I recently attended the preeminent breast surgery meeting of the year, sponsored by the Southeastern Society of Plastic and Reconstructive Surgeons (SESPRS). This was the 32nd annual gathering of international thought leaders in plastic surgery. Many new topics have been introduced at this symposium over the years and discussed at length prior to other meetings or journal articles making this a cutting-edge event. I always make time to attend this meeting to ensure that I am offering the most current surgical services for my patients.
Here’s what I gleaned from this year’s symposium:
Fat Grafting – Around a decade ago at this symposium a panel was organized with plastic surgeons, ethicists, lawyers, bio-engineers, oncologists, radiologists and general surgeons to contemplate the concept of moving forward with fat grafting to the breast to override the ban that the American Society of Plastic Surgeons had placed on this technique many years ago. Fortunately, this sparked the movement of our society and our best researchers to invest time and money into the field of plastic surgery. Certainly the clinical experience of utilizing fat grafting to provide shape and improve contours of the breast has been well documented at this meeting before. This year, additional data added further proof that this technique is here to stay.
Dr. Steve Kronowitz, from MD Anderson Cancer Center, presented data that fat grafting does not disrupt the diagnostics of mammography nor does it promote cancer growth in the breast that has been fat grafted. Furthermore, fat grafting maturity in the new recipient tissues stabilizes by four months. Dr. Kronowitz and others have demonstrated that injecting fat cells under badly damaged radiated skin can greatly improve and heal these tissues, although the actual mechanisms have not been fully elicited.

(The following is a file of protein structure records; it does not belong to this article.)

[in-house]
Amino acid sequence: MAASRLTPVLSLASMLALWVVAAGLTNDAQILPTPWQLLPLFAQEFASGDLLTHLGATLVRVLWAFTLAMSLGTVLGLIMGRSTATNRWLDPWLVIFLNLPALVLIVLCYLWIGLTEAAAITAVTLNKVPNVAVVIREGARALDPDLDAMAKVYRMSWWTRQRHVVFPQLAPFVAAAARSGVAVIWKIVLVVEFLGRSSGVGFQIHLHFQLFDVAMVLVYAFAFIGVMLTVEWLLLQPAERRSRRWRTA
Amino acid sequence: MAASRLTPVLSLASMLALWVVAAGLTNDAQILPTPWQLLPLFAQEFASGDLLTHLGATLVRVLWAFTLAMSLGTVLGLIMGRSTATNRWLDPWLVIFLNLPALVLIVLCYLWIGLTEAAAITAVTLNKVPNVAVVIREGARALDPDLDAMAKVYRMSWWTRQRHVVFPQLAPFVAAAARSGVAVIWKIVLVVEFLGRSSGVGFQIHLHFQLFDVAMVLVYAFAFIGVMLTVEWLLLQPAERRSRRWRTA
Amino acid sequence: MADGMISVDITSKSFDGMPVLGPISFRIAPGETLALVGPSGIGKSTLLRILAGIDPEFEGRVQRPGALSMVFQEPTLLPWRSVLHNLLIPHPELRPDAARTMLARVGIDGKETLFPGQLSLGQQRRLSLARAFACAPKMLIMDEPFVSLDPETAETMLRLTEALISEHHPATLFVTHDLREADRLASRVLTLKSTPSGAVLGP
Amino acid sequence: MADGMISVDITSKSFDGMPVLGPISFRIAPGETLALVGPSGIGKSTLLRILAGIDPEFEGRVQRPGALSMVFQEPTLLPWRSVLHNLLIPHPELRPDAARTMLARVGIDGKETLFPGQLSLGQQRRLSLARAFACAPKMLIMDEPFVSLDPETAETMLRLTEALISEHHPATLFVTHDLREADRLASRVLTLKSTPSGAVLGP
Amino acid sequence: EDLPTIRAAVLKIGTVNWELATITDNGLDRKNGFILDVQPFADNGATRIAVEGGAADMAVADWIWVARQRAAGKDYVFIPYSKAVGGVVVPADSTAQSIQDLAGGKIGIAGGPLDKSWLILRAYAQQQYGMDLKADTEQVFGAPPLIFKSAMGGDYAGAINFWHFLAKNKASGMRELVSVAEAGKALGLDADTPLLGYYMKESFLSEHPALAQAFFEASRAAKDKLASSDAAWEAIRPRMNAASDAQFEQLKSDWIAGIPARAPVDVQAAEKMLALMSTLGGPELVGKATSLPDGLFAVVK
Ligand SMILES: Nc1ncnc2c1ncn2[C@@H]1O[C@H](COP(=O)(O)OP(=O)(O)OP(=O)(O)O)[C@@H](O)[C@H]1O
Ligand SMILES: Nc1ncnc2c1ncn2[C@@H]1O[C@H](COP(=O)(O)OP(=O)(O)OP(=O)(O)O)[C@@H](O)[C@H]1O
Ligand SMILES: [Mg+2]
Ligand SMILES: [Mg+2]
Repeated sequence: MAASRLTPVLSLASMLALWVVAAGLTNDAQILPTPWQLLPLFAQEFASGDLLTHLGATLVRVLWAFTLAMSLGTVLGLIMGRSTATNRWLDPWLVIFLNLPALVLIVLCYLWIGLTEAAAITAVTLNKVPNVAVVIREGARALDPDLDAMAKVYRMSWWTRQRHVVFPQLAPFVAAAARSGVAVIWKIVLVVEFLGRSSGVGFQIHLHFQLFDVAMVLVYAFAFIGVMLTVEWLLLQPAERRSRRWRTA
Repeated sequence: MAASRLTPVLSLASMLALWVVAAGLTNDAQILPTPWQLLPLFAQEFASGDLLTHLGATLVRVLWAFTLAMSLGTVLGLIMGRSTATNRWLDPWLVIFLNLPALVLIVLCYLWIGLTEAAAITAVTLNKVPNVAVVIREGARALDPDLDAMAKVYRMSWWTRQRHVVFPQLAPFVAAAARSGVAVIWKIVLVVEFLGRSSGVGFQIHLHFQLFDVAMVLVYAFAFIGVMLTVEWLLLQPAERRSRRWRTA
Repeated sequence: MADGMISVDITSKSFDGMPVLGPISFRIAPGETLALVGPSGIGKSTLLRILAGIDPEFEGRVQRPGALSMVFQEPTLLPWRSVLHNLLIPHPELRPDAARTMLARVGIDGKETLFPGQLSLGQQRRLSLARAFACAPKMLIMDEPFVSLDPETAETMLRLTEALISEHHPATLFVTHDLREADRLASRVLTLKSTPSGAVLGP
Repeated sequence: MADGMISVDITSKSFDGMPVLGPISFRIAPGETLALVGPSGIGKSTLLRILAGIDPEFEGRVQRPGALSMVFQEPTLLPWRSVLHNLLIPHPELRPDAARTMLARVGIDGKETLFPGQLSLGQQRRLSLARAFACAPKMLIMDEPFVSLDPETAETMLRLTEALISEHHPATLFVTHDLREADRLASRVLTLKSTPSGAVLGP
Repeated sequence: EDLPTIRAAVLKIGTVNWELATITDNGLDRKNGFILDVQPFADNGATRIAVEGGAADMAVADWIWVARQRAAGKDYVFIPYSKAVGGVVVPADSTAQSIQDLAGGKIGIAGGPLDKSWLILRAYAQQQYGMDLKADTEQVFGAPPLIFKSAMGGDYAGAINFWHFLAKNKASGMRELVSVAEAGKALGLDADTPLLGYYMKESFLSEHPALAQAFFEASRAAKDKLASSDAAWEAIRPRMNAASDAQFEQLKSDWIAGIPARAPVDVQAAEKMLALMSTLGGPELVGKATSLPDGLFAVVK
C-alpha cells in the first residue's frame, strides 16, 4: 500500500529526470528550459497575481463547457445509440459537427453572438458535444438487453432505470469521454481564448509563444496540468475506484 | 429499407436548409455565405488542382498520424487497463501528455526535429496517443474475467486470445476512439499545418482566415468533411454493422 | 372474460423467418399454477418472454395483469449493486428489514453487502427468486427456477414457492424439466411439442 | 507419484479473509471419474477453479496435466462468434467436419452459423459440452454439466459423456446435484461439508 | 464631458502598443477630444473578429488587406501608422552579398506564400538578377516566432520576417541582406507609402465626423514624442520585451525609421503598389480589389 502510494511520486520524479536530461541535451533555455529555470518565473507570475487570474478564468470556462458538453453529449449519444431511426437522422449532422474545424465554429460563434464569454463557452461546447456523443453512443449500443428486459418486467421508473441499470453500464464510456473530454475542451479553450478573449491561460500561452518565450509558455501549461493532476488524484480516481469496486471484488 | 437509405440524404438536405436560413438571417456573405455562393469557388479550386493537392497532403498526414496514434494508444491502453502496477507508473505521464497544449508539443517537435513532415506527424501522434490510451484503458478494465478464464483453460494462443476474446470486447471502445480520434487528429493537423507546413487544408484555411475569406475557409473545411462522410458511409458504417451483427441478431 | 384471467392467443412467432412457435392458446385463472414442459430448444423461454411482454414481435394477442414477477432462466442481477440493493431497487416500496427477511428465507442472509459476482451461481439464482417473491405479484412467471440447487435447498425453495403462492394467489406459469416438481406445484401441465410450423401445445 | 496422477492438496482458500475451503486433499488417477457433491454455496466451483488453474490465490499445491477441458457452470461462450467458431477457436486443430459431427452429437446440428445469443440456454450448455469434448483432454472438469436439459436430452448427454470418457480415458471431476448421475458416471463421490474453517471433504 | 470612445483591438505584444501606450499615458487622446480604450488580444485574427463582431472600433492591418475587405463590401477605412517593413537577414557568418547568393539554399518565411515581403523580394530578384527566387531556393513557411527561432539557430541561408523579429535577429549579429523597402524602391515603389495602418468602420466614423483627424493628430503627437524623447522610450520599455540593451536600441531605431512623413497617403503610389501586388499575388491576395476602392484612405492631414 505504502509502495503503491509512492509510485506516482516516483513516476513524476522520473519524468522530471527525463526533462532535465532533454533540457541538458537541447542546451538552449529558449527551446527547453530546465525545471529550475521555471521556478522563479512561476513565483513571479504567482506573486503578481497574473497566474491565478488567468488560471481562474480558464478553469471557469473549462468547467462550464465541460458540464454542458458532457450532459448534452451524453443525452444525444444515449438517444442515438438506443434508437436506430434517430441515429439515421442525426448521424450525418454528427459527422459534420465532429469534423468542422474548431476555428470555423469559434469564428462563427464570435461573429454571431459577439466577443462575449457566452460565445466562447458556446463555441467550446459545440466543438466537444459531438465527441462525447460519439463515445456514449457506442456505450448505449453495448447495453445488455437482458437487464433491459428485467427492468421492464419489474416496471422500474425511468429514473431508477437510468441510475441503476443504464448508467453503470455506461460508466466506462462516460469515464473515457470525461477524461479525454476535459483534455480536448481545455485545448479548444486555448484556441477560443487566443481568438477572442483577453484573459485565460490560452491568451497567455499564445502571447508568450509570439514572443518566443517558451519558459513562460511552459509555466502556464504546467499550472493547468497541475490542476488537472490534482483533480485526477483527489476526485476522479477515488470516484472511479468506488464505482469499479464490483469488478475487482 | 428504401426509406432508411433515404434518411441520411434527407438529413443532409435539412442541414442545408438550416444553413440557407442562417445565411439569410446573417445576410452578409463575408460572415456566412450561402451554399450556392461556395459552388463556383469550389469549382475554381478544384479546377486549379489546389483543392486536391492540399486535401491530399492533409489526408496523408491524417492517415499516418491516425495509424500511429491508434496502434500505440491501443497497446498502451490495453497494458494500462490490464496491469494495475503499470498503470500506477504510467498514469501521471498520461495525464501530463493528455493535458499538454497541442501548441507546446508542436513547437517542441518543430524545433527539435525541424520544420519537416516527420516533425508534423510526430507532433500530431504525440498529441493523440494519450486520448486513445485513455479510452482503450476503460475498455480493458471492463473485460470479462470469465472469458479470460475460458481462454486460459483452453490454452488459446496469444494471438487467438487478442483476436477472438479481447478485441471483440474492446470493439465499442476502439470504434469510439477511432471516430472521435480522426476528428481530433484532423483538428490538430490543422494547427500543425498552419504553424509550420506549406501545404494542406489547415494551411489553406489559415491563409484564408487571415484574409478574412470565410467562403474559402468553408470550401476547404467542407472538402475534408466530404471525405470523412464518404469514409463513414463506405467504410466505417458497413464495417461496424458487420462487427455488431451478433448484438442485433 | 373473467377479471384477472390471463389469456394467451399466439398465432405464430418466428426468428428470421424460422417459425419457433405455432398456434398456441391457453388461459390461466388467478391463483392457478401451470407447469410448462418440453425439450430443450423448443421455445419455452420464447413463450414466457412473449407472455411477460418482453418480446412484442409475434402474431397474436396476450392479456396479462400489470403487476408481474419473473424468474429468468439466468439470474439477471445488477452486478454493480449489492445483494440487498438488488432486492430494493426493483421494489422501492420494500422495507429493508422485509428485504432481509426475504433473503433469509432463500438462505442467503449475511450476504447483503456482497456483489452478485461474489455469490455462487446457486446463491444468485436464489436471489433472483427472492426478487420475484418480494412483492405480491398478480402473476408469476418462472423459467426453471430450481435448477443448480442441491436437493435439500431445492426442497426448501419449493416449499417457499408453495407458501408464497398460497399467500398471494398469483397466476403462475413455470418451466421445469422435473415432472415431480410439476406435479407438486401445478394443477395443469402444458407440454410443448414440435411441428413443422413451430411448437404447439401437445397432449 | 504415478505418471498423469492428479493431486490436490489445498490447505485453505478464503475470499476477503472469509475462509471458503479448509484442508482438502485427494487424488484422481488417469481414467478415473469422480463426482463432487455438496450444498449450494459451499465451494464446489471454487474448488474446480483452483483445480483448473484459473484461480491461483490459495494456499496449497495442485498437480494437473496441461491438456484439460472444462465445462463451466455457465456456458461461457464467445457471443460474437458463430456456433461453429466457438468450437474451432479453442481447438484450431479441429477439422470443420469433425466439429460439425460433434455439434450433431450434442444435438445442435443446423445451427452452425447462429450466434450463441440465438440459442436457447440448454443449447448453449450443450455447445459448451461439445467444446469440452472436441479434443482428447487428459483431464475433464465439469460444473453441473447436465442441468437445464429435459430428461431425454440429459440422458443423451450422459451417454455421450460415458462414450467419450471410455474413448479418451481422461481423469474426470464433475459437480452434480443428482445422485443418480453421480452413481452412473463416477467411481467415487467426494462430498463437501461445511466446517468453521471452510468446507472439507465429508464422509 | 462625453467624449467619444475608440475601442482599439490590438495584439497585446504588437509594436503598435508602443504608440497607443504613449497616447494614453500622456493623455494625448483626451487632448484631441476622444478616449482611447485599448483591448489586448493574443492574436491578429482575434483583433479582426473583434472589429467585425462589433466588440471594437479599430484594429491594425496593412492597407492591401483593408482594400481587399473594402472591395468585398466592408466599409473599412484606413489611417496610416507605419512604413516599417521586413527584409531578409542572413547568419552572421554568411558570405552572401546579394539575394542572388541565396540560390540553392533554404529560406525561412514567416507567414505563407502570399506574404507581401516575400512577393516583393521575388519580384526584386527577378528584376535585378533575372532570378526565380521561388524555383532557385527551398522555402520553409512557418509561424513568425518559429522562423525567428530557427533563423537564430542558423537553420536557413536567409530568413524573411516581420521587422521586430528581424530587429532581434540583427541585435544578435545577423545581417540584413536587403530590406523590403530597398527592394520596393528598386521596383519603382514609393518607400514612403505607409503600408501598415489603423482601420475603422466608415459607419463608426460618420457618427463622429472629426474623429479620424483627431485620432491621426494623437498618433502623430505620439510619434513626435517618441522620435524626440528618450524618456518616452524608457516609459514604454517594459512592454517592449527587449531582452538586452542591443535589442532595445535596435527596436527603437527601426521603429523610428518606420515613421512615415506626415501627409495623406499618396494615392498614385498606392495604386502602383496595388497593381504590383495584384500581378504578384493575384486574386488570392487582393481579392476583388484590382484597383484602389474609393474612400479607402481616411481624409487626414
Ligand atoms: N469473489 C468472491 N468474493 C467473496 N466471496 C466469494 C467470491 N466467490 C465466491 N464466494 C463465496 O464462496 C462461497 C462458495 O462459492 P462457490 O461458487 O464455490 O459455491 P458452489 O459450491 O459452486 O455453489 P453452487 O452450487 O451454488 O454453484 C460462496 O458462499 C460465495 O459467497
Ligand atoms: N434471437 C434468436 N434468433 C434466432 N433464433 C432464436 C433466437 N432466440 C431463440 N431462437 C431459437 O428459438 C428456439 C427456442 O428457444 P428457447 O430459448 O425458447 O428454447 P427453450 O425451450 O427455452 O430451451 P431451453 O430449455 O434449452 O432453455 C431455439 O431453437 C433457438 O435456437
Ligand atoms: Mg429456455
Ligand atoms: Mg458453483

Dr. Louis Bucky, a noted fat-grafting expert from Philadelphia, has demonstrated that large volume fat grafting into areas which have experienced significant neurologic pain from either breast cancer surgery or multiple operations resulting in scaring can provide predictable relief from this pain. The pain relief is the result of delaminating scar tissue and providing fat in its place to avoid further scaring around nerves.
The takeaway from the symposium is that fat grafting in plastic surgery continues to grow in scope and popularity among surgeons and their patients.
New concept for breast reconstruction – Patients who elect to undergo breast reconstruction with implants historically have the devices placed under the pectoralis muscle with or without the use of an Acellular Dermal Matrix (ADM) extending the coverage of the device down to the fold. The muscle provides additional soft tissue coverage of the implant, blending its presence with the surrounding tissues. This approach also has demonstrated benefit in preventing capsular contracture.
The downside of this procedure is animation deformity, meaning that when the muscle is activated during exercise, it will contract and may greatly distort the breast. Also some women will be numb on the skin surface but will have sensation around the muscle and feel the implant movement at times, which can be bothersome. Lastly, during the early postoperative period, placing an implant under the muscle causes a significant amount of muscle spasm pain for a few weeks.
A new interesting concept is removing the muscle from the reconstruction equation by wrapping an ADM graft around the implant then suturing the ADM to the chest wall to stabilize the orientation of either the expander or a final implant without elevating the muscle. This approach mandates having reliable thick mastectomy skin flaps to cover the device with ADM.
A secondary procedure utilizing large-volume fat grafting to provide additional thickness of skin flaps and correct contour deformities is also required three months later. The advantage is quicker surgery time, less pain, no muscle animation issues and no abnormal feelings with the muscle. I plan to offer this to selected patients shortly.